I’m not sure I really get the point of the macro: is it to disable unit tests for the framework, or disable using unit test related classes and functionality altogether?
Right now, with that macro set to a disabled state, I haven’t access to the unit test categories.
Thing is, I don’t care to build and run JUCE’s unit tests - I only care about my own.
In my opinion it would be useful to open the header up for public use.
unit_tests/juce_UnitTestCategories.h defines several strings that are used by JUCE’s own unit tests. I don’t think they are meant to be used outside of JUCE itself.
Well, having precreated categories for everybody to use the same sounds like value added to me… Why hide it away like it’s some LOTR ring?
By defining the
JUCE_UNIT_TESTS macro you activate the unit tests to be RUN. So you don’t want to run the unit tests in your project, since that would mean, the test runs on the users machine.
You can create your own project with the macro defined to run the unit tests yourself to see, if anything in JUCE is broken.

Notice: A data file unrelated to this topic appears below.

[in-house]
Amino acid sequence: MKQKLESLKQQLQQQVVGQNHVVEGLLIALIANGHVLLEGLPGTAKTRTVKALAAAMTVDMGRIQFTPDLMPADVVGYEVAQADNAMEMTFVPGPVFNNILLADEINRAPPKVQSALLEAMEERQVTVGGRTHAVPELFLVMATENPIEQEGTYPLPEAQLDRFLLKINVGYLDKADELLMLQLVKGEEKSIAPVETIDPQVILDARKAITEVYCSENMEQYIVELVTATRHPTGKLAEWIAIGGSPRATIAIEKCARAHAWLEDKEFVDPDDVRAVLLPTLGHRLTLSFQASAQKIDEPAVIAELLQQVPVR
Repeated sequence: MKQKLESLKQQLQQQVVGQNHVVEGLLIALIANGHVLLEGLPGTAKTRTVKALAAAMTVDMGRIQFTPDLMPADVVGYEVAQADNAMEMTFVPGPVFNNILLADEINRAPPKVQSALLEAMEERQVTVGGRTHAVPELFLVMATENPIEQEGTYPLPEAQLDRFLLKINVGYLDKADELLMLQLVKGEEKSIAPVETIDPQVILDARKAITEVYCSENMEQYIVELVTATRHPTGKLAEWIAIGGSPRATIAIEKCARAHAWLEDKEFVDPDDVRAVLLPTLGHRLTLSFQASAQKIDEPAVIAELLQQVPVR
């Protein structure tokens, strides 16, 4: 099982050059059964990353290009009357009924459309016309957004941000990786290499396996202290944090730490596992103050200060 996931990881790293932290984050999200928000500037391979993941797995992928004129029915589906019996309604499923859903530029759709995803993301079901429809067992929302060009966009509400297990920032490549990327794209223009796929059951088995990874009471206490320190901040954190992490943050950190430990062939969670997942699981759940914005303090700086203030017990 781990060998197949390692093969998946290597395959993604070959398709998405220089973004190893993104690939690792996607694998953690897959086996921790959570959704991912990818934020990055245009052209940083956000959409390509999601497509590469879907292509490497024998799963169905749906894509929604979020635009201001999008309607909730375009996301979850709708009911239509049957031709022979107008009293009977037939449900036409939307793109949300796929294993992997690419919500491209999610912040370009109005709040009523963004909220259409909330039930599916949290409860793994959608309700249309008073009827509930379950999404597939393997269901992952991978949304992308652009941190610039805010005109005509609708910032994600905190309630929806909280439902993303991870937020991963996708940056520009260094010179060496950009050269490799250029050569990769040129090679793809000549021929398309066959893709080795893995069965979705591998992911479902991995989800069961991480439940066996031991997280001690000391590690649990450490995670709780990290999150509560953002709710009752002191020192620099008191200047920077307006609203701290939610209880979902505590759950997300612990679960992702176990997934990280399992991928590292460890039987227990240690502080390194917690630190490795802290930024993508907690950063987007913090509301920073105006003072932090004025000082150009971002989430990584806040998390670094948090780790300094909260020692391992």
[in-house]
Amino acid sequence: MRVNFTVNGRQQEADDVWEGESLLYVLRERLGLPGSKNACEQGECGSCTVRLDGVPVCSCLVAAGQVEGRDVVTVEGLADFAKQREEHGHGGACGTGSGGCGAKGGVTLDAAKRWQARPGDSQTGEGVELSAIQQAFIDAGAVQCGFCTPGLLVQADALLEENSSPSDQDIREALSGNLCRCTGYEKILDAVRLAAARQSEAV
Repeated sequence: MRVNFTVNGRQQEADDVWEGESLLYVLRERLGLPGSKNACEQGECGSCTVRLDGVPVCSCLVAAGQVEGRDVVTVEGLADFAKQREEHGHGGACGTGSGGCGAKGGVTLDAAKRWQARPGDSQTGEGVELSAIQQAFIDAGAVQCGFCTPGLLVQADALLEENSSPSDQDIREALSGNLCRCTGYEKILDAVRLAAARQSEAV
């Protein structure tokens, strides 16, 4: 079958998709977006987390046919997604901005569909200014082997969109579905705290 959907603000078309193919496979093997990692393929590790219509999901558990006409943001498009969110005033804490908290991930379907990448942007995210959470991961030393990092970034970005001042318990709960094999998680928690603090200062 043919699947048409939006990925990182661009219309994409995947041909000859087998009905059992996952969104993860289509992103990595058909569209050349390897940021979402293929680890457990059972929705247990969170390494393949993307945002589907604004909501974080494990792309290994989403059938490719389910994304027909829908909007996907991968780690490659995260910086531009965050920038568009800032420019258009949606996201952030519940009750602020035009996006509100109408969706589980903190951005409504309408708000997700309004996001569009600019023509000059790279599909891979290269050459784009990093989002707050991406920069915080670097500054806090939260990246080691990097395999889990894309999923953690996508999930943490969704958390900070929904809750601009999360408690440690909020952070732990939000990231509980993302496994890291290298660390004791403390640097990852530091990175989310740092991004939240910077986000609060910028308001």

Or alternatively just add a configuration that specifies the macro, so you can build and run that target to run the tests inside your project.
And you can add your own tests using the same method, in which case it would make sense to automate the unit tests on your machine as well.
But afaik the unit tests are run on the JUCE teams CI server, so normally no change is pushed, when the unit tests haven’t passed (that’s what they tell, I am no insider).
Erm… no. The macro simply compiles in the unit tests - and subsequently includes the categories - which in turn adds the unit tests to a global list of unit tests that may be run at any time. It’s up to us users to set up a
UnitTestRunner to run them at our convenience!
I’m familiar with the process and all of the underlying structures - my initial argument still stands, in that having the precreated list of categories would be a nice-to-have, regardless of the state of the said macro in the title.